tags, items, users – loose the joins – gain the freedom.

Long time readers of this blog will assert that I have no problem presenting an unpopular opinion, and/or sticking my foot in my mouth. Some times both at once! (“But wait… there’s more!”) So when N. Shah asks me how he should split his database (a tags table, items table, and users table) I say: The answer is in the question.

You have only one database

Lets drop the pretense folks. Lets come back to the real world. This is the web 2.0 world. Data is growing at a seriously exponential. And desperate times call for desperate measures.

Joins are nice. They’re pretty. They’re convenient. They keep us from having to think very much.  But they do NOT promote using commodity hardware for your databases. They just don’t. No, really, an in-database join chains you to an in-database solution. You *could* keep upgrading and upgrading… faster processors… larger disks… faster raid… And then you move to buying SAN’s and you’re talking about some serious cash for that cache. Or… You think about things differently. You put in a little work up front. And you break the mold. Because one database ties you to one server. And that, my friends, is the problem.

So, N, here’s my answer: Split your database once, and then your databases once.

DB:/users

DB:/items

DB:/tags

becomes

DBTags:/tags

DBUsers:/users

DBItems:/items

And then

DBUsers:/users

Pretty simple… users tend to be a small table, and keeping them in one place makes a lot of sense here. HOWEVER. depending on your architecture and uses you could easily split the users as we do the tags (not items) below.

DBItems:/

  • items_id_ending_in_0
  • items_id_ending_in_1
  • items_id_ending_in_2
  • items_id_ending_in_3
  • items_id_ending_in_4
  • items_id_ending_in_5
  • items_id_ending_in_6
  • items_id_ending_in_7
  • items_id_ending_in_8
  • items_id_ending_in_9

again, pretty simple. you have your run of the mill integer item id’s split them by the last digit of your item id, and you can reduce the footprint of any one table to 1/10th of the whole dataset size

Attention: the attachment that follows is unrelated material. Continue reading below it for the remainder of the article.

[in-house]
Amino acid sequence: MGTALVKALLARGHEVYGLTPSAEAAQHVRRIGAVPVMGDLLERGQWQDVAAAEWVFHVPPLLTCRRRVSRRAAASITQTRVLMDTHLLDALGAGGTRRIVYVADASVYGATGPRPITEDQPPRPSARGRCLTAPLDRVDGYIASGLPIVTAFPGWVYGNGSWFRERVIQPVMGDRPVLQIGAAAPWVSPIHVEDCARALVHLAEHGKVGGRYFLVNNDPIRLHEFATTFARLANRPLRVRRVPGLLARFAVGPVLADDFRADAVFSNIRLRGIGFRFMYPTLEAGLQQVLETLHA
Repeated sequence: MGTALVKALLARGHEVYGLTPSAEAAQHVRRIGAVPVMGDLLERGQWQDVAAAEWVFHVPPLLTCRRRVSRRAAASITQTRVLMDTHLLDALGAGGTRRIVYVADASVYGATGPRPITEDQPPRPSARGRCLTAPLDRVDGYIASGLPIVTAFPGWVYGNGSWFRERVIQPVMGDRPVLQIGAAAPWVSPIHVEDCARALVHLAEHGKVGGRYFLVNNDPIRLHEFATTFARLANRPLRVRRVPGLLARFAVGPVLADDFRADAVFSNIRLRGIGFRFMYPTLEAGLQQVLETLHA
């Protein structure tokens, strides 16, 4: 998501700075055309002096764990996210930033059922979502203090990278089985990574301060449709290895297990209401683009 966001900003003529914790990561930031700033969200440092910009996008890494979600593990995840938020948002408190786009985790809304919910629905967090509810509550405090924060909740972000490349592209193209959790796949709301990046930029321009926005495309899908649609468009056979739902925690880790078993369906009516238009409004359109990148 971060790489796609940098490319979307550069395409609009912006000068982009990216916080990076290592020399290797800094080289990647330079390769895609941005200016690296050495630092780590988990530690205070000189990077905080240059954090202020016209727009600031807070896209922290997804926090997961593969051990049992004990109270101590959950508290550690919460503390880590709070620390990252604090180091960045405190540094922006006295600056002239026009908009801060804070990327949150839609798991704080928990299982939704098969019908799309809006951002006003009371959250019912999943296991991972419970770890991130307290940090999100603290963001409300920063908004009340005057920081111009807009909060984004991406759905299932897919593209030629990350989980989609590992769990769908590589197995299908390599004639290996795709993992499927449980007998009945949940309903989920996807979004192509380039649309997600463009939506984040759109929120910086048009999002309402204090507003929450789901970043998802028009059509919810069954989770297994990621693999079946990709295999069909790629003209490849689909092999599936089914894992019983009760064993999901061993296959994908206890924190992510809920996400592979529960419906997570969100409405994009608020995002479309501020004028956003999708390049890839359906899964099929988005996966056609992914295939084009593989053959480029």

DBTags:/

  • tags_crc_ending_in_0
  • tags_crc_ending_in_1
  • tags_crc_ending_in_2
  • tags_crc_ending_in_3
  • tags_crc_ending_in_4
  • tags_crc_ending_in_5
  • tags_crc_ending_in_6
  • tags_crc_ending_in_7
  • tags_crc_ending_in_8
  • tags_crc_ending_in_9

Now here is a little bit of voodoo. You have these tags, and tags are words. And I like numbers. Numbers make life easy. So by creating a CRC32 hash of the word, and storing it with the tag {id|tag|crc332} you can quickly reverse the tag to an id, and then go find items with that tag id associated, while still retaining the ability to split the db by powers of 10.

You can still use your join tables items_to_users, and tags_t_items, these tables consisting of ints take up almost _NO_ space whatsoever, and so can go where convenient (if you query items for users more than users for items, then put the join table in the users db) but you cant actually preform in-server full joins any longer. Heck you can even keep two copies of the join data, items_to_tags in the items dbs, and tags_to_items in the items dbs.

So, like many things in life, going cheaper meant going a bit harder. But what did we gain? Well lets assume 10 ec2 instances…

Ec2a

  • users (w)
  • items 0-1 (w)
  • tags 0-1 (w)

Ec2b

  • items 2-3 (w)
  • tags 2-3 (w)

Ec2c

  • items 4-5 (w)
  • tags 4-5 (w)

Ec2d

  • items 6-7 (w)
  • tags 6-7 (w)

Ec2e

  • items 8-9 (w)
  • tags 8-9 (w)

Ec2f

  • items 0-1 (r)
  • tags 0-1 (r)

Ec2g

  • users (r)
  • items 2-3 (r)
  • tags 2-3 (r)

Ec2h

  • items 4-5 (r)
  • tags 4-5 (r)

Ec2i

  • items 6-7 (r)
  • tags 6-7 (r)

Ec2j

  • items 8-9 (r)
  • tags 8-9 (r)

So thats a total of about… oh… 1.6 terrabytes of space… 18gb of RAM, 17Ghz of processor speed, and an inherently load balanced set of database instances. And when you need to grow? split by the last 2 (16TB) digits, 3(160Tb) digits, 4(1,600TB) digits…

So, now that you’ve read to the bottom. It’s 1:00am, way past my bed time. Remember that when designing a database you — above all — need to listen to your data. Nobody will come up with a solution that perfectly fits your problem (thats why its called “your problem”) but techniques can be applied, and outlooks can be leveraged.